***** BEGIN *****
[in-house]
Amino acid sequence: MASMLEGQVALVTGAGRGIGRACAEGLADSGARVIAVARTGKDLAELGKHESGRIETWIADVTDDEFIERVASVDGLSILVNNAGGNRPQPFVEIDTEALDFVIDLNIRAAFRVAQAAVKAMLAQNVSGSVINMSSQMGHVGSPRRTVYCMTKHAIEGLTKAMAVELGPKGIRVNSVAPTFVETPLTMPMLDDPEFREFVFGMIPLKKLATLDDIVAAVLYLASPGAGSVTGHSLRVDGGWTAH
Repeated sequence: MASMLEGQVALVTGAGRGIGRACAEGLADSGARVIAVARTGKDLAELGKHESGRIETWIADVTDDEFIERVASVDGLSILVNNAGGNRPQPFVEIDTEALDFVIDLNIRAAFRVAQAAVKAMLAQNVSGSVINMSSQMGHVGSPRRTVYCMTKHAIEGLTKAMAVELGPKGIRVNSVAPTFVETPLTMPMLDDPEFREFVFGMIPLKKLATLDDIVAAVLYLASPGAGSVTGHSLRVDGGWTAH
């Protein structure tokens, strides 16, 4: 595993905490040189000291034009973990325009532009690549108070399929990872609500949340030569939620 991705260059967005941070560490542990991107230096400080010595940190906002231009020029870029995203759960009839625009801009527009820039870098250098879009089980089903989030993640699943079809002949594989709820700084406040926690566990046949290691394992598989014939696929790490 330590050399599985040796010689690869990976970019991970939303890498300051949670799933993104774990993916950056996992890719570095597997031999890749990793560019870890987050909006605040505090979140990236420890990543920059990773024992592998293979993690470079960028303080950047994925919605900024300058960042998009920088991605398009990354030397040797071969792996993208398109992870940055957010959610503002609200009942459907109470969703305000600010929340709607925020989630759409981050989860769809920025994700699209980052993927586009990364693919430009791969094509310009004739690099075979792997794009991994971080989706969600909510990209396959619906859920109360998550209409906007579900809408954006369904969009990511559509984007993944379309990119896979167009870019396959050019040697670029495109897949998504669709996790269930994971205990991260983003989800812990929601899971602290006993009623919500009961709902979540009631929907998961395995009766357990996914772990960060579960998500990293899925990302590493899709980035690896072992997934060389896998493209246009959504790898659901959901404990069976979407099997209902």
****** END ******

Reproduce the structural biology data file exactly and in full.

[in-house]
Amino acid sequence: MASMLEGQVALVTGAGRGIGRACAEGLADSGARVIAVARTGKDLAELGKHESGRIETWIADVTDDEFIERVASVDGLSILVNNAGGNRPQPFVEIDTEALDFVIDLNIRAAFRVAQAAVKAMLAQNVSGSVINMSSQMGHVGSPRRTVYCMTKHAIEGLTKAMAVELGPKGIRVNSVAPTFVETPLTMPMLDDPEFREFVFGMIPLKKLATLDDIVAAVLYLASPGAGSVTGHSLRVDGGWTAH
Repeated sequence: MASMLEGQVALVTGAGRGIGRACAEGLADSGARVIAVARTGKDLAELGKHESGRIETWIADVTDDEFIERVASVDGLSILVNNAGGNRPQPFVEIDTEALDFVIDLNIRAAFRVAQAAVKAMLAQNVSGSVINMSSQMGHVGSPRRTVYCMTKHAIEGLTKAMAVELGPKGIRVNSVAPTFVETPLTMPMLDDPEFREFVFGMIPLKKLATLDDIVAAVLYLASPGAGSVTGHSLRVDGGWTAH
């Protein structure tokens, strides 16, 4: 595993905490040189000291034009973990325009532009690549108070399929990872609500949340030569939620 991705260059967005941070560490542990991107230096400080010595940190906002231009020029870029995203759960009839625009801009527009820039870098250098879009089980089903989030993640699943079809002949594989709820700084406040926690566990046949290691394992598989014939696929790490 330590050399599985040796010689690869990976970019991970939303890498300051949670799933993104774990993916950056996992890719570095597997031999890749990793560019870890987050909006605040505090979140990236420890990543920059990773024992592998293979993690470079960028303080950047994925919605900024300058960042998009920088991605398009990354030397040797071969792996993208398109992870940055957010959610503002609200009942459907109470969703305000600010929340709607925020989630759409981050989860769809920025994700699209980052993927586009990364693919430009791969094509310009004739690099075979792997794009991994971080989706969600909510990209396959619906859920109360998550209409906007579900809408954006369904969009990511559509984007993944379309990119896979167009870019396959050019040697670029495109897949998504669709996790269930994971205990991260983003989800812990929601899971602290006993009623919500009961709902979540009631929907998961395995009766357990996914772990960060579960998500990293899925990302590493899709980035690896072992997934060389896998493209246009959504790898659901959901404990069976979407099997209902």